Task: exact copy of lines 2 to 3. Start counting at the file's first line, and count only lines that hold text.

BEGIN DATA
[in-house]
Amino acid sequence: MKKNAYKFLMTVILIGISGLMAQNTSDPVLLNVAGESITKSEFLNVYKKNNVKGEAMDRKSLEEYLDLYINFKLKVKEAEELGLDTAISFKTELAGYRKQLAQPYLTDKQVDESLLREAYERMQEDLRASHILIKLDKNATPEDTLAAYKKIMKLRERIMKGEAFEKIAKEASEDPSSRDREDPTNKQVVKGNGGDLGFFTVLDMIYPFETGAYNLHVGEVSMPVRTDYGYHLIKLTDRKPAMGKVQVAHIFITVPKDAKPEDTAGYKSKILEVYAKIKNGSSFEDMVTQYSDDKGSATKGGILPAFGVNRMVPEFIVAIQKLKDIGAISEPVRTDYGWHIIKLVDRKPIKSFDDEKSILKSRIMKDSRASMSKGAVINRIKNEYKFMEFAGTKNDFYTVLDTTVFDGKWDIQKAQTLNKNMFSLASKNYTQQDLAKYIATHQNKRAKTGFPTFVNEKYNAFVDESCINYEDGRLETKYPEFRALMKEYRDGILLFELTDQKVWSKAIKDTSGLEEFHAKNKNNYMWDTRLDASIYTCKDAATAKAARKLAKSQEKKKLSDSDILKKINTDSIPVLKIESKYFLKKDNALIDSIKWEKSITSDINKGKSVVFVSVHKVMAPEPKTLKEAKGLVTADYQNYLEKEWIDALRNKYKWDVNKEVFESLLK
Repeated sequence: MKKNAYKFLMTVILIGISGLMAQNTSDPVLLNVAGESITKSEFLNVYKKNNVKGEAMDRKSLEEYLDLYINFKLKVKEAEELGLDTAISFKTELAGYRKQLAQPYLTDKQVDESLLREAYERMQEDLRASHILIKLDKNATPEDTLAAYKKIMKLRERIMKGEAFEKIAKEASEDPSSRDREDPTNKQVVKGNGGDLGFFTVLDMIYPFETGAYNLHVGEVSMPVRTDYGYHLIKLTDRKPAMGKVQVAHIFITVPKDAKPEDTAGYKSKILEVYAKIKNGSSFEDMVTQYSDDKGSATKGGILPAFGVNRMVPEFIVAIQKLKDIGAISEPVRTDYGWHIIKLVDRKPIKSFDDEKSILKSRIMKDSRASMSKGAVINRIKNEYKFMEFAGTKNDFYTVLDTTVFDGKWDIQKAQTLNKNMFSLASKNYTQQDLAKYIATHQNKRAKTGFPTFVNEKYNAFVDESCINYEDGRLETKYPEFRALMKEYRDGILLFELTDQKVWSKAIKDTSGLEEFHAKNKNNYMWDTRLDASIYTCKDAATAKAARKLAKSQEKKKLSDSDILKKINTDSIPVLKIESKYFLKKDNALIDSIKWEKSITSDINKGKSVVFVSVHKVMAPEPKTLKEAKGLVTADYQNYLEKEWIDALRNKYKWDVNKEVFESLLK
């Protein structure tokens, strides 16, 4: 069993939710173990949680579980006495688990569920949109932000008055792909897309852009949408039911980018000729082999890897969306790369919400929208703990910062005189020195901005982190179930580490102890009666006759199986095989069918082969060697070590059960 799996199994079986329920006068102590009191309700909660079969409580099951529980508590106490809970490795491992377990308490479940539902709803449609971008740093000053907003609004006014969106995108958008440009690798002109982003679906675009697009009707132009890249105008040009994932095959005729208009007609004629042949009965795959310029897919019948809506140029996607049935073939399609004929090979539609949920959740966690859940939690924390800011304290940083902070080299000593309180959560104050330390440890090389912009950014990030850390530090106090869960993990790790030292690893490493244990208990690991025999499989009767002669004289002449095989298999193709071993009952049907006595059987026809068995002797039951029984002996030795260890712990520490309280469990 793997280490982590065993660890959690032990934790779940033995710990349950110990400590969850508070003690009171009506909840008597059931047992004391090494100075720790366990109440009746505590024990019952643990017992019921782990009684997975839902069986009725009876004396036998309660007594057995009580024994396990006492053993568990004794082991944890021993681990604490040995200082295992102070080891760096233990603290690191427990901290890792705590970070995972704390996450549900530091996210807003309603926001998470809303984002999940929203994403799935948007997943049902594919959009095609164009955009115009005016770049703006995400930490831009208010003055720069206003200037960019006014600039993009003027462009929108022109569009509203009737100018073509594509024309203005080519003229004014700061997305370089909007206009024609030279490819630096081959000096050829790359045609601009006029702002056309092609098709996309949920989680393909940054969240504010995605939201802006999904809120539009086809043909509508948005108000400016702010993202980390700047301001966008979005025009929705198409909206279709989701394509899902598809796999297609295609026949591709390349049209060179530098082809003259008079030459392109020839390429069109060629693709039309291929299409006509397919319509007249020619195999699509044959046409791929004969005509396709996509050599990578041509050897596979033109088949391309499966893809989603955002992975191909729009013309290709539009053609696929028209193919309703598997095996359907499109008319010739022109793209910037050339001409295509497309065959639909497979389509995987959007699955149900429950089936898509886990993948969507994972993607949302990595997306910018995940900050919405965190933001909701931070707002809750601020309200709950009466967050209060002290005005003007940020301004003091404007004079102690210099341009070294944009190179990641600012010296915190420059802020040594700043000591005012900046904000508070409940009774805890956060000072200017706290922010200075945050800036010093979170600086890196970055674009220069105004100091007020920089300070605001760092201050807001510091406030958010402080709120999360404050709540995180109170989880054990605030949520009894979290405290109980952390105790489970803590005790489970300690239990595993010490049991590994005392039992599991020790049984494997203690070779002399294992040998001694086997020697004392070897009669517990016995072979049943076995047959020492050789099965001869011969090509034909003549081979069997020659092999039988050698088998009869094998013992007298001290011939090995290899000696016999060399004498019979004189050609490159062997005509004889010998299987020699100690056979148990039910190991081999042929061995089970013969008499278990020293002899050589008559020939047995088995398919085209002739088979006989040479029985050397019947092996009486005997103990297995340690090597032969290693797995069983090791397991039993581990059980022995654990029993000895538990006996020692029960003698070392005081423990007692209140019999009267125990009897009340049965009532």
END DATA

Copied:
Amino acid sequence: MKKNAYKFLMTVILIGISGLMAQNTSDPVLLNVAGESITKSEFLNVYKKNNVKGEAMDRKSLEEYLDLYINFKLKVKEAEELGLDTAISFKTELAGYRKQLAQPYLTDKQVDESLLREAYERMQEDLRASHILIKLDKNATPEDTLAAYKKIMKLRERIMKGEAFEKIAKEASEDPSSRDREDPTNKQVVKGNGGDLGFFTVLDMIYPFETGAYNLHVGEVSMPVRTDYGYHLIKLTDRKPAMGKVQVAHIFITVPKDAKPEDTAGYKSKILEVYAKIKNGSSFEDMVTQYSDDKGSATKGGILPAFGVNRMVPEFIVAIQKLKDIGAISEPVRTDYGWHIIKLVDRKPIKSFDDEKSILKSRIMKDSRASMSKGAVINRIKNEYKFMEFAGTKNDFYTVLDTTVFDGKWDIQKAQTLNKNMFSLASKNYTQQDLAKYIATHQNKRAKTGFPTFVNEKYNAFVDESCINYEDGRLETKYPEFRALMKEYRDGILLFELTDQKVWSKAIKDTSGLEEFHAKNKNNYMWDTRLDASIYTCKDAATAKAARKLAKSQEKKKLSDSDILKKINTDSIPVLKIESKYFLKKDNALIDSIKWEKSITSDINKGKSVVFVSVHKVMAPEPKTLKEAKGLVTADYQNYLEKEWIDALRNKYKWDVNKEVFESLLK
Repeated sequence: MKKNAYKFLMTVILIGISGLMAQNTSDPVLLNVAGESITKSEFLNVYKKNNVKGEAMDRKSLEEYLDLYINFKLKVKEAEELGLDTAISFKTELAGYRKQLAQPYLTDKQVDESLLREAYERMQEDLRASHILIKLDKNATPEDTLAAYKKIMKLRERIMKGEAFEKIAKEASEDPSSRDREDPTNKQVVKGNGGDLGFFTVLDMIYPFETGAYNLHVGEVSMPVRTDYGYHLIKLTDRKPAMGKVQVAHIFITVPKDAKPEDTAGYKSKILEVYAKIKNGSSFEDMVTQYSDDKGSATKGGILPAFGVNRMVPEFIVAIQKLKDIGAISEPVRTDYGWHIIKLVDRKPIKSFDDEKSILKSRIMKDSRASMSKGAVINRIKNEYKFMEFAGTKNDFYTVLDTTVFDGKWDIQKAQTLNKNMFSLASKNYTQQDLAKYIATHQNKRAKTGFPTFVNEKYNAFVDESCINYEDGRLETKYPEFRALMKEYRDGILLFELTDQKVWSKAIKDTSGLEEFHAKNKNNYMWDTRLDASIYTCKDAATAKAARKLAKSQEKKKLSDSDILKKINTDSIPVLKIESKYFLKKDNALIDSIKWEKSITSDINKGKSVVFVSVHKVMAPEPKTLKEAKGLVTADYQNYLEKEWIDALRNKYKWDVNKEVFESLLK